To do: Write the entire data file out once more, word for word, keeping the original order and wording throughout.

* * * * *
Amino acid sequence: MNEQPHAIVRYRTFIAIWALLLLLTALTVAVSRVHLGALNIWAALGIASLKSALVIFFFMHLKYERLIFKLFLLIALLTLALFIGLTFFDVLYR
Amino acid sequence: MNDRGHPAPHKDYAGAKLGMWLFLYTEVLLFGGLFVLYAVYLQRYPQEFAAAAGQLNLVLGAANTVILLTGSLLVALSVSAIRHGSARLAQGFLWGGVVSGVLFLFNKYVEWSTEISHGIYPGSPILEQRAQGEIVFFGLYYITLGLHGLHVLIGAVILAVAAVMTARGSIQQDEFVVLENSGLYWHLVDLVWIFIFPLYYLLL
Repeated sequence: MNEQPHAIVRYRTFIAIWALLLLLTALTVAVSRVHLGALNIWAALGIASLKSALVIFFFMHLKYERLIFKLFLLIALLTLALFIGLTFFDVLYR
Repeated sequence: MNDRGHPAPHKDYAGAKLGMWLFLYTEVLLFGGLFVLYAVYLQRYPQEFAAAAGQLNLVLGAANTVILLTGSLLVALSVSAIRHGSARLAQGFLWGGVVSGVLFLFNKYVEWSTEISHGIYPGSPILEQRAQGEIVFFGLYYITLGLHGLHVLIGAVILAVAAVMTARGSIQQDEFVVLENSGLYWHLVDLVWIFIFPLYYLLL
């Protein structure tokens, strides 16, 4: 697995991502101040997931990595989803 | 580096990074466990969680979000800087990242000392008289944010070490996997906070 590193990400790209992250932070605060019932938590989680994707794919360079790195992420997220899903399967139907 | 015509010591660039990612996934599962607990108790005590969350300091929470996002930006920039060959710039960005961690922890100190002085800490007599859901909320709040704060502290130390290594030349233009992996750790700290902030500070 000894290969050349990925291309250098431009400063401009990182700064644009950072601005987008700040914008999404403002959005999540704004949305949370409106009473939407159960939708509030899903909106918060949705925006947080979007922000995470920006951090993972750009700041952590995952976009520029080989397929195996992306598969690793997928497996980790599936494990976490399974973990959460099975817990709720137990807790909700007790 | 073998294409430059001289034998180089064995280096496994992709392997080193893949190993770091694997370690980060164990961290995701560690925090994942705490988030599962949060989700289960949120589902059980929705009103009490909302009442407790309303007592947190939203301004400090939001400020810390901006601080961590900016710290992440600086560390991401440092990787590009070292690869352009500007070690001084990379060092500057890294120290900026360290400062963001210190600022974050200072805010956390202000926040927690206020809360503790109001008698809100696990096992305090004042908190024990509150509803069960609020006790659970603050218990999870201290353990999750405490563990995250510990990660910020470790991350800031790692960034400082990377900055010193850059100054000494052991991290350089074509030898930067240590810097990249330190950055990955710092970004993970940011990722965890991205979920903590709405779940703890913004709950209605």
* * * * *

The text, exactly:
Amino acid sequence: MNEQPHAIVRYRTFIAIWALLLLLTALTVAVSRVHLGALNIWAALGIASLKSALVIFFFMHLKYERLIFKLFLLIALLTLALFIGLTFFDVLYR
Amino acid sequence: MNDRGHPAPHKDYAGAKLGMWLFLYTEVLLFGGLFVLYAVYLQRYPQEFAAAAGQLNLVLGAANTVILLTGSLLVALSVSAIRHGSARLAQGFLWGGVVSGVLFLFNKYVEWSTEISHGIYPGSPILEQRAQGEIVFFGLYYITLGLHGLHVLIGAVILAVAAVMTARGSIQQDEFVVLENSGLYWHLVDLVWIFIFPLYYLLL
Repeated sequence: MNEQPHAIVRYRTFIAIWALLLLLTALTVAVSRVHLGALNIWAALGIASLKSALVIFFFMHLKYERLIFKLFLLIALLTLALFIGLTFFDVLYR
Repeated sequence: MNDRGHPAPHKDYAGAKLGMWLFLYTEVLLFGGLFVLYAVYLQRYPQEFAAAAGQLNLVLGAANTVILLTGSLLVALSVSAIRHGSARLAQGFLWGGVVSGVLFLFNKYVEWSTEISHGIYPGSPILEQRAQGEIVFFGLYYITLGLHGLHVLIGAVILAVAAVMTARGSIQQDEFVVLENSGLYWHLVDLVWIFIFPLYYLLL
């Protein structure tokens, strides 16, 4: 697995991502101040997931990595989803 | 580096990074466990969680979000800087990242000392008289944010070490996997906070 590193990400790209992250932070605060019932938590989680994707794919360079790195992420997220899903399967139907 | 015509010591660039990612996934599962607990108790005590969350300091929470996002930006920039060959710039960005961690922890100190002085800490007599859901909320709040704060502290130390290594030349233009992996750790700290902030500070 000894290969050349990925291309250098431009400063401009990182700064644009950072601005987008700040914008999404403002959005999540704004949305949370409106009473939407159960939708509030899903909106918060949705925006947080979007922000995470920006951090993972750009700041952590995952976009520029080989397929195996992306598969690793997928497996980790599936494990976490399974973990959460099975817990709720137990807790909700007790 | 073998294409430059001289034998180089064995280096496994992709392997080193893949190993770091694997370690980060164990961290995701560690925090994942705490988030599962949060989700289960949120589902059980929705009103009490909302009442407790309303007592947190939203301004400090939001400020810390901006601080961590900016710290992440600086560390991401440092990787590009070292690869352009500007070690001084990379060092500057890294120290900026360290400062963001210190600022974050200072805010956390202000926040927690206020809360503790109001008698809100696990096992305090004042908190024990509150509803069960609020006790659970603050218990999870201290353990999750405490563990995250510990990660910020470790991350800031790692960034400082990377900055010193850059100054000494052991991290350089074509030898930067240590810097990249330190950055990955710092970004993970940011990722965890991205979920903590709405779940703890913004709950209605």